Ticks are carriers of many diseases, including Lyme disease and Rocky Mountain Spotted Fever. Symptoms in canines often present themselves as lameness/inflammation of the joints, lack of appetite and listlessness. Other serious complications might result in damage to the kidneys, heart or nervous system disease. While Lyme Disease is not transmitted from dogs to humans, dogs are often carriers of the little offenders and are commonly an indicator of the potential for human exposure and possible infection.

Driver and the other charter members of the State of Alabama Lyme Disease Association intend to spread the word so that people are aware of the danger of ticks. The May 18 event at Sportsman’s Lake Park will include speakers on the subject and literature containing important information and contact numbers. Everyone is welcome to attend. Driver will provide bottled water and some refreshments, but others who attend are encouraged to bring a covered dish.

There will be a raffle for a gift basket filled with wholesome goodies from the Specialty Wellness Store. You must be present to win.

“The main focus of this event is to bring together patients with Lyme Disease who have no support so that we can help them learn about places they can go to get tested or to get help,” explained Driver. “Our goal is to raise awareness and to get some laws changed concerning testing availability, as well as to offer our support.”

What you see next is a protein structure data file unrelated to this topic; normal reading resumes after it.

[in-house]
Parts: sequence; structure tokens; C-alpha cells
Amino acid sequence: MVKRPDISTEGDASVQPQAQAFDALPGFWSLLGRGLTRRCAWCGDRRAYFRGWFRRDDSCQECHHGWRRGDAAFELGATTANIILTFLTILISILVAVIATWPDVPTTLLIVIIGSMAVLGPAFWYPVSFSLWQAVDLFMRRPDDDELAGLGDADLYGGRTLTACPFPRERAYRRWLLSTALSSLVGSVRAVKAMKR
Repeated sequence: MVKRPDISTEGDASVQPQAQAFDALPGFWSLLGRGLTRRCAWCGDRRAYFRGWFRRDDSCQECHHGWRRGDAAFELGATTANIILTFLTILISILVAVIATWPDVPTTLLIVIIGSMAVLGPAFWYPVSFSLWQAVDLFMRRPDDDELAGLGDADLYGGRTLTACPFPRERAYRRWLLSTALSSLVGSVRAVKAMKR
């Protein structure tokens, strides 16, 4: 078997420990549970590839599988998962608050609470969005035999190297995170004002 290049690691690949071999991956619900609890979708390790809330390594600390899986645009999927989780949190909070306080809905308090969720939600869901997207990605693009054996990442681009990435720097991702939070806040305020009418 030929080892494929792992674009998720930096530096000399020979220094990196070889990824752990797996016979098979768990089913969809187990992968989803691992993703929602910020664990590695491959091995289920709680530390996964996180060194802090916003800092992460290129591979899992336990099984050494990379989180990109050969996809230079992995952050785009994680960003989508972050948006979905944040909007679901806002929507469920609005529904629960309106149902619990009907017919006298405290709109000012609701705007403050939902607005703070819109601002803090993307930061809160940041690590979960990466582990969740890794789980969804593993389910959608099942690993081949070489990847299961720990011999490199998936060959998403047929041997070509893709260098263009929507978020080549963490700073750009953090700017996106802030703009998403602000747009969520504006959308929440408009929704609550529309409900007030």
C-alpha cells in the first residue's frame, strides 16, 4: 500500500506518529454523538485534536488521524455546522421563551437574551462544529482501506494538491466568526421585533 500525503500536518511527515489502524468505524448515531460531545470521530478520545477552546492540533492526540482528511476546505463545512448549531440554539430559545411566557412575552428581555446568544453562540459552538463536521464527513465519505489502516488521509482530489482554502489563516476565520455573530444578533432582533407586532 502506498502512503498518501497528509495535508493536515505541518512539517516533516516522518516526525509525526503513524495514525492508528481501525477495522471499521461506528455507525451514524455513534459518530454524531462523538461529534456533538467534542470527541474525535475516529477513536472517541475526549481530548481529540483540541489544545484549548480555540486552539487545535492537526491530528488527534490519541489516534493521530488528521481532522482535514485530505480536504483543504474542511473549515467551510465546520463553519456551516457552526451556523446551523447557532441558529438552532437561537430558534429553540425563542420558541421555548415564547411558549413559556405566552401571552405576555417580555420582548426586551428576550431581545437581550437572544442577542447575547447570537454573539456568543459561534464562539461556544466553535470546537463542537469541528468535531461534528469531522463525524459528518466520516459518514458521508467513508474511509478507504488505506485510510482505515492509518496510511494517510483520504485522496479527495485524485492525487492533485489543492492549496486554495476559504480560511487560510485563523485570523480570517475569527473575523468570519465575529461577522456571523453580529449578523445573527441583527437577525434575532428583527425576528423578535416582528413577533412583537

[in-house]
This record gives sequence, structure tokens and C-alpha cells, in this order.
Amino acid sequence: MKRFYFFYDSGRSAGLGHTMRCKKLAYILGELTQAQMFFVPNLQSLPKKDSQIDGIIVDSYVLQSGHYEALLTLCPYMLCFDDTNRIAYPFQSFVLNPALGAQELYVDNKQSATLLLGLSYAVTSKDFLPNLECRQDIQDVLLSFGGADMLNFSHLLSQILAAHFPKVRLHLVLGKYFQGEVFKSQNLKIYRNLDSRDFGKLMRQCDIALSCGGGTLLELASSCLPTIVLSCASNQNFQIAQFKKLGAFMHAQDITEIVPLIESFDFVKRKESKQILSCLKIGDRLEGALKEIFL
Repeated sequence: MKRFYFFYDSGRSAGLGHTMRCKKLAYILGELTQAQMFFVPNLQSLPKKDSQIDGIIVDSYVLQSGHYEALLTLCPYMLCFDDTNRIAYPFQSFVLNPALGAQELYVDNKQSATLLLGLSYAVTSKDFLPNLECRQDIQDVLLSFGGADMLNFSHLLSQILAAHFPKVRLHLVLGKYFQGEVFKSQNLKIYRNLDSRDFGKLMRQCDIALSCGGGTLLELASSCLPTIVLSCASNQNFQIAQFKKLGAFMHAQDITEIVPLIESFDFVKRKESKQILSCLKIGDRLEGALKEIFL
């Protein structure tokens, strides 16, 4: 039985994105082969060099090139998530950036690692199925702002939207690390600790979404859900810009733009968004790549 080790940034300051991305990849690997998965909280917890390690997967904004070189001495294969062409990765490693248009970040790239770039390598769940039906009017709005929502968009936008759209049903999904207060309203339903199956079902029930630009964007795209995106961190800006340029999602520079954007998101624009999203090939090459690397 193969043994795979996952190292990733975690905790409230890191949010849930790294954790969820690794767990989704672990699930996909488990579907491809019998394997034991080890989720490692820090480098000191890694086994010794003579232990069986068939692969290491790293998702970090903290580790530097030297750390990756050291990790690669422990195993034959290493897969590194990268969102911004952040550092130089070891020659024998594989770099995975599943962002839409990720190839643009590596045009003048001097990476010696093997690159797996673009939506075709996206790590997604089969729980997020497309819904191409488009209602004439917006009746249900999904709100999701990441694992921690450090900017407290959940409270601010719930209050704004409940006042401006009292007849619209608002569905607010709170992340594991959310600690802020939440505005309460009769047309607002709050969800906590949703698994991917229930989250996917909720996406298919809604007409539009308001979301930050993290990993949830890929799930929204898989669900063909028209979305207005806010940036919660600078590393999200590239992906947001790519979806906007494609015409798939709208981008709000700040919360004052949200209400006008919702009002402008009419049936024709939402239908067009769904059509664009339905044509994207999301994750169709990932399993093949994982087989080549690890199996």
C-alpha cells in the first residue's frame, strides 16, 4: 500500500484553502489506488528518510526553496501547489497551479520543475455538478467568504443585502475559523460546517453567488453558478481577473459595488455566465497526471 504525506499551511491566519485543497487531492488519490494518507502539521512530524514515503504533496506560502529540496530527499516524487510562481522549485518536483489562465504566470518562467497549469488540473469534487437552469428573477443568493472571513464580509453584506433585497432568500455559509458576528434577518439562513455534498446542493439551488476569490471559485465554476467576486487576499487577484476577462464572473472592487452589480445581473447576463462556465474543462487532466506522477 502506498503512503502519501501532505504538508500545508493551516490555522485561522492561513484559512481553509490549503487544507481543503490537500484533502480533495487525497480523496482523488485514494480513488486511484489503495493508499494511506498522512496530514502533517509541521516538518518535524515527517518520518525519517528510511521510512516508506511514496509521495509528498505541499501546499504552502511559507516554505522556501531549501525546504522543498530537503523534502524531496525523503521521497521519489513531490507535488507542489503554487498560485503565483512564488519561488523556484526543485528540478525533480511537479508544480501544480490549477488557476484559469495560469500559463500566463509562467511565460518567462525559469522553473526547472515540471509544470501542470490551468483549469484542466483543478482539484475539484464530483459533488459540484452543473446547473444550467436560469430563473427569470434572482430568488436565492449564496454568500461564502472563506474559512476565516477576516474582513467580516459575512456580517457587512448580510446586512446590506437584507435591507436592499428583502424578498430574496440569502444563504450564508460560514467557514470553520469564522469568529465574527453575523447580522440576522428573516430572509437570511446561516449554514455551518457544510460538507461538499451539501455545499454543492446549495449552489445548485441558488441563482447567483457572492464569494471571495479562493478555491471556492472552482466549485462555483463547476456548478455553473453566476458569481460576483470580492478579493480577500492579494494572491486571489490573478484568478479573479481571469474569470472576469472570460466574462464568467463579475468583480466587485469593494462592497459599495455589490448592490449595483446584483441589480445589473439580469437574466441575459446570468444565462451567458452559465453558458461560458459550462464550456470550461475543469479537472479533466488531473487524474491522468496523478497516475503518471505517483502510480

“Ticks can cause a lifetime of misery for anyone who contracts Lyme Disease,” stressed Driver. “It was actually a relief to me just to have a diagnosis because it almost bankrupt us trying to go from doctor to doctor for an answer.”

The first line of defense against tick bites is to protect yourself and your pets when walking or playing outdoors. Wearing light colored clothing is advised. Check yourself and your animals immediately when you come inside.

 According to the CAPC, this is going to be a bad year for ticks. This information is based on a forecast of several factors, including temperature, dew point, humidity, precipitation, elevation, forest cover, population density, reported human Lyme disease cases and deer strikes by car. The forecast is also the collective expert opinion of respected parasitologists, who engage in ongoing research and data interpretation to better understand and monitor disease transmission and changing life cycles.

For more information about the May 18 event, or about Lyme Disease in general, visit Alabama Lyme Disease on Facebook, contact Christy Driver on Facebook, or e-mail her at; or visit



Prevention is the best medicine

To prevent any type of infection or infestation, CAPC recommends year-round parasite-control medication for dogs and cats, which often requires a monthly application. In addition, CAPC's guidelines recommend regular examinations — at least annually — by a veterinarian.  

To fully understand the threat of disease to dogs and cats in their immediate area, pet owners may sign up for regular e-mail updates by visiting The parasite prevalence maps share specific numbers of diagnosed cases by county. In addition, pet owners will be alerted when new forecast information is available. The localized forecasting is especially valuable for pet owners who travel with their animals, allowing owners to protect their pet from potential infestations in new areas.